'No blueprint' for unitary authorities

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The Government yesterday indicated that it had no national blueprint for unitary local government authorities.

Fears that single authorities would be imposed throughout England before the next general election diminished when John Gummer, Secretary of State for the Environment, rejected key recommendations on the restructuring of local councils. The Local Government Commission was set up in 1991 to review the county and district councils in England and to decide if re-organisation was necessary.

So far the Government's only decisions have been over the Isle of Wight and Cleveland, where the commission's recommendations of unitary authorities were accepted.

The commission will deliver its reorganisation recommendations on 9 of the remaining 32 shires today.

Yesterday, Mr Gummer announced in a Commons answer that Avon County Council -in line with the commission's recommendations - will be replaced by four unitary authorities. For Somerset the commission had recommended three unitary authorities. But Mr Gummer said that after 'taking into account the number and strength of opposition', he had decided to retain the two-tier structure.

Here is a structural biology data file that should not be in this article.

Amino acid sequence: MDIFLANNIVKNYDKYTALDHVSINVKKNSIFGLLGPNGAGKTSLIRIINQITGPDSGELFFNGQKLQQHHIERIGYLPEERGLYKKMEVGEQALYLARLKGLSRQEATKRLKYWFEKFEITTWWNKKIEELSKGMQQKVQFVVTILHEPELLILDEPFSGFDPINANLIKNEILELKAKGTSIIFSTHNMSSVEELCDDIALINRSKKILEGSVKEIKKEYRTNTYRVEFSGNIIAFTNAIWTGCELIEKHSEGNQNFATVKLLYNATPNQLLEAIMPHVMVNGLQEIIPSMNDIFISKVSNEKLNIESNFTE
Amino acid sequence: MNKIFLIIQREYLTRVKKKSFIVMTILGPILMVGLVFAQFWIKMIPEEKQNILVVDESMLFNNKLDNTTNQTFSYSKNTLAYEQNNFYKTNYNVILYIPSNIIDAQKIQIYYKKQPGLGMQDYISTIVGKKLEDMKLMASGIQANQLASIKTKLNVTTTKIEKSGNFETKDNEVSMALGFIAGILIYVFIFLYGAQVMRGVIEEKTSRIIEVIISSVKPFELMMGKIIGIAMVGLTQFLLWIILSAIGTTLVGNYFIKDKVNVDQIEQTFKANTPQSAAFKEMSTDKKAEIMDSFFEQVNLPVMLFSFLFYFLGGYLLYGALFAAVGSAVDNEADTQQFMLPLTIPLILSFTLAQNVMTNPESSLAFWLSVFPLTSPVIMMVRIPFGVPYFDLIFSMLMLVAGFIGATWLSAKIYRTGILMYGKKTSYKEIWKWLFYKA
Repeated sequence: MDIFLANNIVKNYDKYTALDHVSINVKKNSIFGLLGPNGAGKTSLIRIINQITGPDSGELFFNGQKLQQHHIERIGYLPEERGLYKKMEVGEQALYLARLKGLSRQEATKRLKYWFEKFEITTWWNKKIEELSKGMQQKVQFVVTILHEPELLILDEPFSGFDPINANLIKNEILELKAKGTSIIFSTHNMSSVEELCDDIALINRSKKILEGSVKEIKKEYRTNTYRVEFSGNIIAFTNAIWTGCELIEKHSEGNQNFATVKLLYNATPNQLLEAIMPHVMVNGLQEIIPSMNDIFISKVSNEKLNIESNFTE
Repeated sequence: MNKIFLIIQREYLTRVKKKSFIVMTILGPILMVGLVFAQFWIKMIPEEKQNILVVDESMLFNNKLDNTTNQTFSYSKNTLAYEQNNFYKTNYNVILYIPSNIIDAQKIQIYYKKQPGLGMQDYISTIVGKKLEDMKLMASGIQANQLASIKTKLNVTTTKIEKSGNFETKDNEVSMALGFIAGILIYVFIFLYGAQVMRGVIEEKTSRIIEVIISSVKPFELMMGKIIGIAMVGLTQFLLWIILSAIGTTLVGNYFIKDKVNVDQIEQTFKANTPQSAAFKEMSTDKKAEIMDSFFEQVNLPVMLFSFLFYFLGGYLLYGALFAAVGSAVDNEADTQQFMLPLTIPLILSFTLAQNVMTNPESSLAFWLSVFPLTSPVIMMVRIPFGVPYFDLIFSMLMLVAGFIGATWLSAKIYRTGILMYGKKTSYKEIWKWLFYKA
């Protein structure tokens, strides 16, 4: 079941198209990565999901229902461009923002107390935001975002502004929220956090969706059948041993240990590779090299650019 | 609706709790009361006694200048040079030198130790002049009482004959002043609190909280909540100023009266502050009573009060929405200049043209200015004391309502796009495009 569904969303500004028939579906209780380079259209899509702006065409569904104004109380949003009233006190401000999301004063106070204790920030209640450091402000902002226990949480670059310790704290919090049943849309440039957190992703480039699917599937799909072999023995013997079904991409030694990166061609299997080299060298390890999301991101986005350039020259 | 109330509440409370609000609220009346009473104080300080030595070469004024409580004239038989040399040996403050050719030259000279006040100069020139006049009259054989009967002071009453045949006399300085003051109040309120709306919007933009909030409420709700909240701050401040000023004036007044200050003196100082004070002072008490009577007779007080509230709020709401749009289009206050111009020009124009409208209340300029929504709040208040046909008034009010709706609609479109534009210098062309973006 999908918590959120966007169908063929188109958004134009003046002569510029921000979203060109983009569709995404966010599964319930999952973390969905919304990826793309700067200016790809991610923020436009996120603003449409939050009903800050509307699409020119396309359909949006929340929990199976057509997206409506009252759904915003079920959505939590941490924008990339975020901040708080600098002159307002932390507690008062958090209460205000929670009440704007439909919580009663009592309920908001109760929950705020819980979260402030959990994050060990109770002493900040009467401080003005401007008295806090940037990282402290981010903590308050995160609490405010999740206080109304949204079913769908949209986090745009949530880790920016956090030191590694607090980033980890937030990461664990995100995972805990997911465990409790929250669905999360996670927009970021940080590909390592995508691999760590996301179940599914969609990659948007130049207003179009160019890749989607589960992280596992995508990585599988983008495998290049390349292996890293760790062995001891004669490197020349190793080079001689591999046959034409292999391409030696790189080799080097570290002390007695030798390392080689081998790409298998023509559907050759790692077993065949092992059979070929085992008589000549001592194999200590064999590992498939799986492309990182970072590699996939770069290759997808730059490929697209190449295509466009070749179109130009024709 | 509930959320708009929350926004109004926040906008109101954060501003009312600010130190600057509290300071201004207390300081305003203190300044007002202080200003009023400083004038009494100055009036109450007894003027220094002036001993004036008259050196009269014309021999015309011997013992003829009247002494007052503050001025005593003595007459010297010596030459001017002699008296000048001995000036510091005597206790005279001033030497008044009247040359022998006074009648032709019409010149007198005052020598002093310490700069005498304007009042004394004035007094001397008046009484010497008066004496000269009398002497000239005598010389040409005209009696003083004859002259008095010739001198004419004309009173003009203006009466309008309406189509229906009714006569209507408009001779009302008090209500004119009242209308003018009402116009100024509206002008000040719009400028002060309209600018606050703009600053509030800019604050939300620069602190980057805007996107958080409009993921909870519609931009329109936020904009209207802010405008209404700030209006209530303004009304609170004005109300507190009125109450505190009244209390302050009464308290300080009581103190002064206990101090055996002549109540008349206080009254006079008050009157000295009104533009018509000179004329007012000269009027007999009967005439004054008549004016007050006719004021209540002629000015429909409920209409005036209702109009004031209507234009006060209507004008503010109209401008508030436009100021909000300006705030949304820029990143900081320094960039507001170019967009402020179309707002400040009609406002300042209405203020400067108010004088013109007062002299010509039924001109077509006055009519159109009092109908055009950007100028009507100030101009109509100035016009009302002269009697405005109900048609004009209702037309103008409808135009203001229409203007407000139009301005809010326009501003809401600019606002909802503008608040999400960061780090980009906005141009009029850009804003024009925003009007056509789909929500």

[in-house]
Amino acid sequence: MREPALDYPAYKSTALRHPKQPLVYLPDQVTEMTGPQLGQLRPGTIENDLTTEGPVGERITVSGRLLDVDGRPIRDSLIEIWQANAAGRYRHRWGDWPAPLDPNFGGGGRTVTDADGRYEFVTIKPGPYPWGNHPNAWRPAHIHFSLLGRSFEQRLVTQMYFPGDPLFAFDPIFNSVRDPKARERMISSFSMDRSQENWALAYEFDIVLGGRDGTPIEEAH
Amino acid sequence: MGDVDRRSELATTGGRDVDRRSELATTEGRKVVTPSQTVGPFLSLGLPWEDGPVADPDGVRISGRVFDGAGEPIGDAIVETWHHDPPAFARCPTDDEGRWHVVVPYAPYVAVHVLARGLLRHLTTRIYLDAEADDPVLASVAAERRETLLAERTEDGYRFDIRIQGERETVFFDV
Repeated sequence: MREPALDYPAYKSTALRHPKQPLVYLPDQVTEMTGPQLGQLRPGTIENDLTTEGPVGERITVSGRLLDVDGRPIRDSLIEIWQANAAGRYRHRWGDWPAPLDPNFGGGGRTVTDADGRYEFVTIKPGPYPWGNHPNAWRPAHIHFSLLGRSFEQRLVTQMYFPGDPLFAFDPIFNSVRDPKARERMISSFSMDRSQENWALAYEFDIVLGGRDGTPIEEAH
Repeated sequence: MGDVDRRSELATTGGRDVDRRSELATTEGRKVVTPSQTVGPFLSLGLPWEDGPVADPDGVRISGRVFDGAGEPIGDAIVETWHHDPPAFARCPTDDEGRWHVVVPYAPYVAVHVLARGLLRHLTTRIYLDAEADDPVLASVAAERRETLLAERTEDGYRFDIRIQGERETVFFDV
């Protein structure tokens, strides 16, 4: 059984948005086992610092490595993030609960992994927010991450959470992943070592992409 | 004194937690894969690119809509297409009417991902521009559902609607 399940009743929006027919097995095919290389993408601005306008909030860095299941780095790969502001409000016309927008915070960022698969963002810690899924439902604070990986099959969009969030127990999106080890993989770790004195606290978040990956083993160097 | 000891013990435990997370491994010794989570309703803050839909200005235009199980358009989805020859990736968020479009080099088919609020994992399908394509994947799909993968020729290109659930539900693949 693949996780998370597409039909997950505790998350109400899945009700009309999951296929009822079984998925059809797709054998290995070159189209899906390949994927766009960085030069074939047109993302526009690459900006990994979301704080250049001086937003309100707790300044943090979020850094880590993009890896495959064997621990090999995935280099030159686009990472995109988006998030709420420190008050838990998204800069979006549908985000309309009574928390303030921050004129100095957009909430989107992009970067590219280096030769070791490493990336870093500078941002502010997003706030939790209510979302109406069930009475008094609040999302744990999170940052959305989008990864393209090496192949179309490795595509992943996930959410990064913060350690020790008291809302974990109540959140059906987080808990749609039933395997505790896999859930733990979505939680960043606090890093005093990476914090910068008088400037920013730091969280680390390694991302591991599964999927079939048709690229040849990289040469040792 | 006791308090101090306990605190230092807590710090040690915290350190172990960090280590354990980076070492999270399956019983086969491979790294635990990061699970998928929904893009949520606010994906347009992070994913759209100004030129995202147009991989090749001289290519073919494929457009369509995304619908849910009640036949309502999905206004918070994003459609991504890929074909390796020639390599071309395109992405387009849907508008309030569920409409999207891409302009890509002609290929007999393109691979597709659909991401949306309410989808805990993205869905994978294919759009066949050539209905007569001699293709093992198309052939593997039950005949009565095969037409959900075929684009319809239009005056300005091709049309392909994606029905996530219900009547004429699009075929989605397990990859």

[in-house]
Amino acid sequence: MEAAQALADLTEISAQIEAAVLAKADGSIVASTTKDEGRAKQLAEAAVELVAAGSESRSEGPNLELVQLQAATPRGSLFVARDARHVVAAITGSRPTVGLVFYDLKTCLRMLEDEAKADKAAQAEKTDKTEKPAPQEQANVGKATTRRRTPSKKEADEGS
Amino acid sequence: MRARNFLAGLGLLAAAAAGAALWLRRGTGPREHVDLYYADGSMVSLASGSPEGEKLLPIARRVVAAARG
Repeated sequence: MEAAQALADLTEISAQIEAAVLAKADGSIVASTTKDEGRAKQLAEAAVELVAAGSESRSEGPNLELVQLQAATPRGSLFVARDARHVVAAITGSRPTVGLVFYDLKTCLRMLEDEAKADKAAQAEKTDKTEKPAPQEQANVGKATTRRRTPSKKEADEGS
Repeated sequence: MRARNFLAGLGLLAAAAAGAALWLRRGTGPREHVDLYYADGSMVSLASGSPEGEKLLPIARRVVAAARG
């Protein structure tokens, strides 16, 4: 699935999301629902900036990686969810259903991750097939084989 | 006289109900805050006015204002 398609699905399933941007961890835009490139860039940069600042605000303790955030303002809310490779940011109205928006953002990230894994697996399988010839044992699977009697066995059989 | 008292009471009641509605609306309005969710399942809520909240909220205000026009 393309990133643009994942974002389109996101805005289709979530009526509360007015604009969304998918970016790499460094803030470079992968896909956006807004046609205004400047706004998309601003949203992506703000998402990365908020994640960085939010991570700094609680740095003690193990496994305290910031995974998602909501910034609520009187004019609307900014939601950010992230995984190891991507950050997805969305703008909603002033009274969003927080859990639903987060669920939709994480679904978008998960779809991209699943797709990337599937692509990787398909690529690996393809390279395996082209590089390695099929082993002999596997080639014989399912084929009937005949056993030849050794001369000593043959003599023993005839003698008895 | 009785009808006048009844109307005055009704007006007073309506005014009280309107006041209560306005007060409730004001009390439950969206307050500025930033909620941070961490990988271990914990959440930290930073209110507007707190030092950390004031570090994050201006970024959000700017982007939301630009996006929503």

On Humberside the commission had recommended the abolition of the county council and the county of Humberside in favour of four unitary authorities.

Subject to 'minor modifications', Mr Gummer will follow this option.

Lincolnshire's two-tier structure will be left untouched.

For North Yorkshire, where abolition of the county council was recommended with the existing eight districts combined to form three unitary authorities, Mr Gummer said he accepted the commission's view that the City of York should become a unitary authority. However, again in view of 'strong representations', he said the present two-tier system will remain.

Mr Gummer said that his decisions now meant that England, from April 1996, would have nine further unitary authorities. He said that local people in these areas would enjoy the benefits that unitary authorities brought, including 'improved accountability and an understanding of where responsibility for services lies'.

However, the Government has clearly felt pressures from some areas where resistance to further change has been judged to be more hostile than anticipated. When the commission was set up in 1991 unitary authorities were regarded within government circles as the future of efficient local government. Mr Gummer's decisions yesterday appear to indicate a weakening of that position.

Constitutional proposals for a Scottish parliament were published in Edinburgh yesterday. A report, commissioned by the cross-party Scottish Constitutional Convention, proposes a 112-member body, elected using the additional member voting system.

The 112-strong parliament would, the report says, 'take responsibility for all areas of policy presently within the remit of the Scottish Office'. The executive of the new assembly would assume the duties of the Secretary of State for Scotland, but Westminster would retain responsibility for foreign affairs, defence, social security and economic policy.